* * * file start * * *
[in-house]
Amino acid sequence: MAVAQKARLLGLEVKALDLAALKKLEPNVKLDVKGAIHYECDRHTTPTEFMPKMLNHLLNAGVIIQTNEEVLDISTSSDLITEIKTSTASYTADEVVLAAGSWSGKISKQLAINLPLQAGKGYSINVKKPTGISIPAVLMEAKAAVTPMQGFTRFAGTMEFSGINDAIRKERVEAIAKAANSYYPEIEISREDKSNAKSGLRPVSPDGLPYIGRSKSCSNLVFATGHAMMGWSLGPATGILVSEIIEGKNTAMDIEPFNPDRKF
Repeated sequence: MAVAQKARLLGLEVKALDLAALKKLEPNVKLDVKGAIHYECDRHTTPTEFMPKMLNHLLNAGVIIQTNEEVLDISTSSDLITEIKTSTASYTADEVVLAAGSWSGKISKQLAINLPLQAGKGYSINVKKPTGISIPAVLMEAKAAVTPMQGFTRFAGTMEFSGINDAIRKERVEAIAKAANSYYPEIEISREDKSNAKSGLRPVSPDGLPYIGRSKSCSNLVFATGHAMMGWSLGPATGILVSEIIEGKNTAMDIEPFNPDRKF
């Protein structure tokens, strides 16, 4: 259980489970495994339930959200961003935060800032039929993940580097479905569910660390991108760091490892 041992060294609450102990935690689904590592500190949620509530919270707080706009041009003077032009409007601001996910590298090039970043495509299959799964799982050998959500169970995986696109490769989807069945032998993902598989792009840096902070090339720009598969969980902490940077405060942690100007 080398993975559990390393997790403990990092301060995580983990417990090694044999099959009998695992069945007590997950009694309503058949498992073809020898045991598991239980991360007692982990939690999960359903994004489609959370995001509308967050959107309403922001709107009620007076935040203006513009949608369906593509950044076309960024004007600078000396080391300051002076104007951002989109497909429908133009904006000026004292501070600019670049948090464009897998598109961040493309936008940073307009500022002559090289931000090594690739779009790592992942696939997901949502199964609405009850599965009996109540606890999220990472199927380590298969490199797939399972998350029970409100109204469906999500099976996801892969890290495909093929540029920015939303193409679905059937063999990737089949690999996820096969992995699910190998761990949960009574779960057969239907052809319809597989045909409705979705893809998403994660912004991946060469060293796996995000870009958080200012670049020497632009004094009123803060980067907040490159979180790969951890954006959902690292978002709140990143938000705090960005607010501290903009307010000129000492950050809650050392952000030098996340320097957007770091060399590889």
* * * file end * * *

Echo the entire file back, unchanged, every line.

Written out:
[in-house]
Amino acid sequence: MAVAQKARLLGLEVKALDLAALKKLEPNVKLDVKGAIHYECDRHTTPTEFMPKMLNHLLNAGVIIQTNEEVLDISTSSDLITEIKTSTASYTADEVVLAAGSWSGKISKQLAINLPLQAGKGYSINVKKPTGISIPAVLMEAKAAVTPMQGFTRFAGTMEFSGINDAIRKERVEAIAKAANSYYPEIEISREDKSNAKSGLRPVSPDGLPYIGRSKSCSNLVFATGHAMMGWSLGPATGILVSEIIEGKNTAMDIEPFNPDRKF
Repeated sequence: MAVAQKARLLGLEVKALDLAALKKLEPNVKLDVKGAIHYECDRHTTPTEFMPKMLNHLLNAGVIIQTNEEVLDISTSSDLITEIKTSTASYTADEVVLAAGSWSGKISKQLAINLPLQAGKGYSINVKKPTGISIPAVLMEAKAAVTPMQGFTRFAGTMEFSGINDAIRKERVEAIAKAANSYYPEIEISREDKSNAKSGLRPVSPDGLPYIGRSKSCSNLVFATGHAMMGWSLGPATGILVSEIIEGKNTAMDIEPFNPDRKF
């Protein structure tokens, strides 16, 4: 259980489970495994339930959200961003935060800032039929993940580097479905569910660390991108760091490892 041992060294609450102990935690689904590592500190949620509530919270707080706009041009003077032009409007601001996910590298090039970043495509299959799964799982050998959500169970995986696109490769989807069945032998993902598989792009840096902070090339720009598969969980902490940077405060942690100007 080398993975559990390393997790403990990092301060995580983990417990090694044999099959009998695992069945007590997950009694309503058949498992073809020898045991598991239980991360007692982990939690999960359903994004489609959370995001509308967050959107309403922001709107009620007076935040203006513009949608369906593509950044076309960024004007600078000396080391300051002076104007951002989109497909429908133009904006000026004292501070600019670049948090464009897998598109961040493309936008940073307009500022002559090289931000090594690739779009790592992942696939997901949502199964609405009850599965009996109540606890999220990472199927380590298969490199797939399972998350029970409100109204469906999500099976996801892969890290495909093929540029920015939303193409679905059937063999990737089949690999996820096969992995699910190998761990949960009574779960057969239907052809319809597989045909409705979705893809998403994660912004991946060469060293796996995000870009958080200012670049020497632009004094009123803060980067907040490159979180790969951890954006959902690292978002709140990143938000705090960005607010501290903009307010000129000492950050809650050392952000030098996340320097957007770091060399590889």